The sixth man was easy: The hoops coach at my junior high said if you’re ever picking a team, make sure Hondo is on it. Sorry, Giannis. Coach Greer drove a Trans Am. When you're in eighth grade, you take the word of someone who drives a Trans Am as gospel. Put the whole thing together and we’ve got three of the best closers ever, a blend of athleticism and court savvy, plenty of shooting, excellent defense, a ton of flash and more than enough trash talking. Also three Celtics, which should please Boston readers. So at least not everyone will rip me.

Michael Shapiro

G: Stephen Curry

G: Michael Jordan

F: LeBron James

F: Tim Duncan

C: Shaquille O’Neal

Sixth man: Manu Ginóbili

The wing spots are pretty unarguable, and Tim Duncan is the greatest power forward in league history. The real debate lies in the two other spots.

Why Curry at point guard? Magic Johnson is the top point guard in NBA history, but on our imaginary team, Curry would be an absolute game wrecker launching triples from far beyond the arc. Curry is the greatest shooter in the NBA even as the focal point of an offense. Place him third or fourth in the pecking order, and defenses would cower in fear.

There’s a list of choices for big men, and Hakeem Olajuwon’s defensive dominance and athleticism is intriguing. Still, Shaq was one of the most unstoppable players in NBA history in his prime. If teams can’t double him, no single defender stands a chance.

We have a litany of candidates for the sixth man, but I’ll exclude Kevin McHale and James Harden from consideration after evolving into starters for most of their career. This leaves Manu Ginóbili as our clear choice, bringing a lefty with some serious scoring firepower off the bench. Good luck beating this squad in a seven-game series.

Jarrel Harris

G: Stephen Curry

G: Michael Jordan

F: LeBron James

F: Kevin Durant

C: Hakeem Olajuwon

Sixth man: Lou Williams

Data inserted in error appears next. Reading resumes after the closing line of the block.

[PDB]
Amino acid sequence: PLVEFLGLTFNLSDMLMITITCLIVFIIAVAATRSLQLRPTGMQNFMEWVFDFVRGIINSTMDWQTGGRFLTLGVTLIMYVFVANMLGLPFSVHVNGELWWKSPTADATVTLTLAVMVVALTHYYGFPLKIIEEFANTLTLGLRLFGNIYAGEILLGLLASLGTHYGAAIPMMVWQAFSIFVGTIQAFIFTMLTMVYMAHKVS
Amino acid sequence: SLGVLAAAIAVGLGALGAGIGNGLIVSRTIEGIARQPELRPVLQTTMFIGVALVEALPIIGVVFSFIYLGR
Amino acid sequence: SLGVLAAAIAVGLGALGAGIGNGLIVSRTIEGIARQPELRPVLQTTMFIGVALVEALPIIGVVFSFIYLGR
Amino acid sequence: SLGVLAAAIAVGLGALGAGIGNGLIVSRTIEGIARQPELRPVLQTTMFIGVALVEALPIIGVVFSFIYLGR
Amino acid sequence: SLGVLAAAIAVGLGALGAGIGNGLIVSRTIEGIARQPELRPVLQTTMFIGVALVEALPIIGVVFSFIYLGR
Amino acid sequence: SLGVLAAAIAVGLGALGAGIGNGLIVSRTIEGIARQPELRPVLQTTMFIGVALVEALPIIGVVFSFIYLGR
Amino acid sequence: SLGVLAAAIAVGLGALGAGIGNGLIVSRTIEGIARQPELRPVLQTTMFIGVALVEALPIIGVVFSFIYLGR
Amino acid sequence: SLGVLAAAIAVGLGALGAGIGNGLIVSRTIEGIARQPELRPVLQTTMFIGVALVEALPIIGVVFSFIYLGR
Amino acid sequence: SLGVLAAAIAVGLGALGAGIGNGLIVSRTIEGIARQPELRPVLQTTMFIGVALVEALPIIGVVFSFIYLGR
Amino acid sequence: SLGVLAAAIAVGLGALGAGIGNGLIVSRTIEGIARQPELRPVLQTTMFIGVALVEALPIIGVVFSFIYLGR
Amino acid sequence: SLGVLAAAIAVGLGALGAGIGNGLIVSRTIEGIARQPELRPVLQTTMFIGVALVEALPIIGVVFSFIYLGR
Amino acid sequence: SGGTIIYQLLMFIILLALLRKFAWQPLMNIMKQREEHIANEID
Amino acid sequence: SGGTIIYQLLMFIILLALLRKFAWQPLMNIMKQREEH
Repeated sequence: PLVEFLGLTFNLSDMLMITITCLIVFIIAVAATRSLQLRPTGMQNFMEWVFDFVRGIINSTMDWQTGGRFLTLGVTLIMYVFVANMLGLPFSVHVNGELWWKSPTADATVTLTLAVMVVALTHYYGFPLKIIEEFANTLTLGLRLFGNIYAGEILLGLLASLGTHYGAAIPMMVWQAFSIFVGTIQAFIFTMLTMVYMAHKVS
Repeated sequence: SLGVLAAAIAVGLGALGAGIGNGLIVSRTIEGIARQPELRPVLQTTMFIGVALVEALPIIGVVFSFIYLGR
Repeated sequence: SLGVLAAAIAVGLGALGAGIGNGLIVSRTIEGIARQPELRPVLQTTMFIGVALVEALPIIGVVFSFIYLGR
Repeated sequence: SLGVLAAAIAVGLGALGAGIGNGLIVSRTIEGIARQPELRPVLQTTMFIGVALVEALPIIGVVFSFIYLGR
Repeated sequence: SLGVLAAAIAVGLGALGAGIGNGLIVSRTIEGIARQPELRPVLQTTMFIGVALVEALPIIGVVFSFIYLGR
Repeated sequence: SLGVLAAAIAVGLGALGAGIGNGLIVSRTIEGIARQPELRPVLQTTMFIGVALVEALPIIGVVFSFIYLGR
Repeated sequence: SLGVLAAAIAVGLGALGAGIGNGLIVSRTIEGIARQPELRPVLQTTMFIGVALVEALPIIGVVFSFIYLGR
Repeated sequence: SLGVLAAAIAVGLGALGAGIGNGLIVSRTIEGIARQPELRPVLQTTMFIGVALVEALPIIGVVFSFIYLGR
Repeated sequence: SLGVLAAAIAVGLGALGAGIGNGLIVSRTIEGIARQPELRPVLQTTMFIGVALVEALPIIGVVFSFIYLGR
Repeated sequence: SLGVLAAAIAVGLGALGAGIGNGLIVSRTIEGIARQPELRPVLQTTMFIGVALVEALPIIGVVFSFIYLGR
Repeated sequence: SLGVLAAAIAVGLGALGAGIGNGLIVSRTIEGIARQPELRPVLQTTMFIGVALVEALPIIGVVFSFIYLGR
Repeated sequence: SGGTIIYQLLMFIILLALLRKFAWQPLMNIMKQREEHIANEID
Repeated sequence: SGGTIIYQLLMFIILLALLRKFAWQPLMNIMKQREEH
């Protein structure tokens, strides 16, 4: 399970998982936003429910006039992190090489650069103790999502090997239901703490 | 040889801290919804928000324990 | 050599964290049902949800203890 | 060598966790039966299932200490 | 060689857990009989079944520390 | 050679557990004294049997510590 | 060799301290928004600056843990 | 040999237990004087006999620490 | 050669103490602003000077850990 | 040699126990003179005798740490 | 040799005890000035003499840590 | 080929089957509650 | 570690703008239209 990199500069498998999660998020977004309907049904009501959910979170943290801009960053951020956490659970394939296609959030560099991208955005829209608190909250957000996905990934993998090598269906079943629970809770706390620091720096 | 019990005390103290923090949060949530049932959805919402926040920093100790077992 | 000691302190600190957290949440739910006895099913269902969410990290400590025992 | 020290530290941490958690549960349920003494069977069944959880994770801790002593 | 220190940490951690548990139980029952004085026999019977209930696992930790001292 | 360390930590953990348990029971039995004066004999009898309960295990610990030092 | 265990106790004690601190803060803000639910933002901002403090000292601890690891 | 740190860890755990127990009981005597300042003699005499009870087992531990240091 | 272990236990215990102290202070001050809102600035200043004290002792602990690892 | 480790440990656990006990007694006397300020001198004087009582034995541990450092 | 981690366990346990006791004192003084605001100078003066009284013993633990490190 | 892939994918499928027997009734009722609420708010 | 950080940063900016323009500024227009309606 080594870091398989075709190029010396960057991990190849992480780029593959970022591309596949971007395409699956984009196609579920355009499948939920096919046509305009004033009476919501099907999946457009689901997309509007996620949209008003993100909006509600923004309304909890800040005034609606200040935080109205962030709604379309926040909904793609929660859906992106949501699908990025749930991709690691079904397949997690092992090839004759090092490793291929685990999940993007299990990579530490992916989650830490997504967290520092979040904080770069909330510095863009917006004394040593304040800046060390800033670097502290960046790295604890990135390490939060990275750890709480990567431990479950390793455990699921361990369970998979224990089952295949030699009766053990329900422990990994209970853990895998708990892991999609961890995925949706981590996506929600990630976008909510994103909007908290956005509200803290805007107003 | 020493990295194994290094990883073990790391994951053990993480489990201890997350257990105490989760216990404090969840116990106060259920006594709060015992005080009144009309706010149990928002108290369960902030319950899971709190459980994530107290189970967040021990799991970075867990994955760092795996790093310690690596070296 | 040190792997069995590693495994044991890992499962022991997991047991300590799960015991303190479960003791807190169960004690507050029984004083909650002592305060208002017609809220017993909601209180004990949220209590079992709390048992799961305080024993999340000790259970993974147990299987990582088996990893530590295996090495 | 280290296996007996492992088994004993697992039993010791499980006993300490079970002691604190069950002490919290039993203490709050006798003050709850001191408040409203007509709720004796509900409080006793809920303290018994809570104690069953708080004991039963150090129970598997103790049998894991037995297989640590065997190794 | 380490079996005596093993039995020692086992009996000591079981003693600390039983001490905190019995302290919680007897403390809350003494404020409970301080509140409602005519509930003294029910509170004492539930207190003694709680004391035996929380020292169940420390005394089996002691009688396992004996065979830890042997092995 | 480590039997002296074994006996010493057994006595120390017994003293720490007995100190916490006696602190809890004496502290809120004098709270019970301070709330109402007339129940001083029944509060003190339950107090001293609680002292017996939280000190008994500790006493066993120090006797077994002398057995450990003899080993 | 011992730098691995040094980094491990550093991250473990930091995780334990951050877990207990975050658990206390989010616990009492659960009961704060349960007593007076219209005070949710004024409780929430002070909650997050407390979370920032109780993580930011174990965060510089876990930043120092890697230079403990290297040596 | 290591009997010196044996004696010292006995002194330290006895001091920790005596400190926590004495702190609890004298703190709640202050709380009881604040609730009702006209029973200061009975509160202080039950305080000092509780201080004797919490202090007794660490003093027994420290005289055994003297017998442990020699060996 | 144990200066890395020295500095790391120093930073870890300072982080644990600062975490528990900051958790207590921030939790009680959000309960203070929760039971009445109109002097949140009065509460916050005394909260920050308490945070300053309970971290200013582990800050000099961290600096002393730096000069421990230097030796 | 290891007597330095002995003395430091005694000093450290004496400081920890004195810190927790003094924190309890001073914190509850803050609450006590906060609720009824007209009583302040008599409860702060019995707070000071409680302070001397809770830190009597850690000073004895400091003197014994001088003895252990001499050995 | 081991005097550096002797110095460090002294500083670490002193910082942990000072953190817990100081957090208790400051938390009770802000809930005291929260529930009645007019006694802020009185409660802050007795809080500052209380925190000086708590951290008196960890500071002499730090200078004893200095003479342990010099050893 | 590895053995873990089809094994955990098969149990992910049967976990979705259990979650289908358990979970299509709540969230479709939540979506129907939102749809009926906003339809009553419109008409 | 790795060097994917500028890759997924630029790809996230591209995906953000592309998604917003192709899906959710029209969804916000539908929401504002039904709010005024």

The two best players of all time, the best shooter of all time, the most natural scorer of all time and a Hall of Fame center who can do just about every single thing on the court. Sign me up for this team! Add in a sixth man like Lou Williams and pray you don't have to face them.

Ben Pickman

G: Magic Johnson

G: Michael Jordan

F: Larry Bird

F: LeBron James

C: Bill Russell

Sixth man: Stephen Curry

The lineup features an all-time great backcourt that could score in the paint, flash eye-catching athleticism in transition and limit opposing guards on the defensive end of the floor. Add in Larry Bird and LeBron James and you create an unmatched lineup of tremendous positional versatility. Russell gets the nod over Tim Duncan for his ability not only to defend the rim, but also snatch opposing misses and create immediate fast-break opportunities. If for some reason that five struggles to score in either the half-court or in transition, plug Stephen Curry into any lineup combination for an added jolt of energy, playmaking and of course, all-time shooting. Plus, anyone would want their all-time team to be as enjoyable to watch as possible and few players present endless creativity like the Warriors’ star.

Robin Lundberg

G: Stephen Curry

G: Michael Jordan

F: LeBron James

F: Kevin Durant

C: Shaquille O’Neal

Sixth man: Ray Allen

This team has everything. Shooting, length, ball handling, power and clutch scoring ability. LeBron facilitating with that group would be destructive. Jordan would have room to operate and Shaq couldn't be doubled. And the three point shooting should keep up with anyone. Allen is the sixth man because he is well suited to come in and do his job and could go get Curry or O'Neal depending on matchups if a bigger guard is needed or to go small.